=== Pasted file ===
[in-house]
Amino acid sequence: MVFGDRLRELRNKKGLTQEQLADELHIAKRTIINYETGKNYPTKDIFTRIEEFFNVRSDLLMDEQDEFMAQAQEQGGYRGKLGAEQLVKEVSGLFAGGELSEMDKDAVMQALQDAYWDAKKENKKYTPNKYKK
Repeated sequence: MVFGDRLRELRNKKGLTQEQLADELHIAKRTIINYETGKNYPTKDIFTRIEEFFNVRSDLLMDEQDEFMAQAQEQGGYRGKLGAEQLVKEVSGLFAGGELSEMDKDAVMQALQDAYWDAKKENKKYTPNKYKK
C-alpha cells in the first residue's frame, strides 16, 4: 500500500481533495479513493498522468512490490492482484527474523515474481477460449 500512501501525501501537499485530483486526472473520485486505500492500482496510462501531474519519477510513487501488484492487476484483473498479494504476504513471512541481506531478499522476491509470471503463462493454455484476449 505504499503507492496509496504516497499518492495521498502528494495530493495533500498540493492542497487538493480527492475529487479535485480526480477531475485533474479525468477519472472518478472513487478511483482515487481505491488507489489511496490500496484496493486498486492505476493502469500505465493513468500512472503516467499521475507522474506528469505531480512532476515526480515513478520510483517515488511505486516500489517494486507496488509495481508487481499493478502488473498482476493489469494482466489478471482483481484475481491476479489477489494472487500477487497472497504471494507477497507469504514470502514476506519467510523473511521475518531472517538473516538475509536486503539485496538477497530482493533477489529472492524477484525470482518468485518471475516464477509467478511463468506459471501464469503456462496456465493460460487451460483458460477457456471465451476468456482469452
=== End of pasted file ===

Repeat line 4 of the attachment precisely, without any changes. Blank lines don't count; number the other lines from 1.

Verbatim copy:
C-alpha cells in the first residue's frame, strides 16, 4: 500500500481533495479513493498522468512490490492482484527474523515474481477460449 500512501501525501501537499485530483486526472473520485486505500492500482496510462501531474519519477510513487501488484492487476484483473498479494504476504513471512541481506531478499522476491509470471503463462493454455484476449 505504499503507492496509496504516497499518492495521498502528494495530493495533500498540493492542497487538493480527492475529487479535485480526480477531475485533474479525468477519472472518478472513487478511483482515487481505491488507489489511496490500496484496493486498486492505476493502469500505465493513468500512472503516467499521475507522474506528469505531480512532476515526480515513478520510483517515488511505486516500489517494486507496488509495481508487481499493478502488473498482476493489469494482466489478471482483481484475481491476479489477489494472487500477487497472497504471494507477497507469504514470502514476506519467510523473511521475518531472517538473516538475509536486503539485496538477497530482493533477489529472492524477484525470482518468485518471475516464477509467478511463468506459471501464469503456462496456465493460460487451460483458460477457456471465451476468456482469452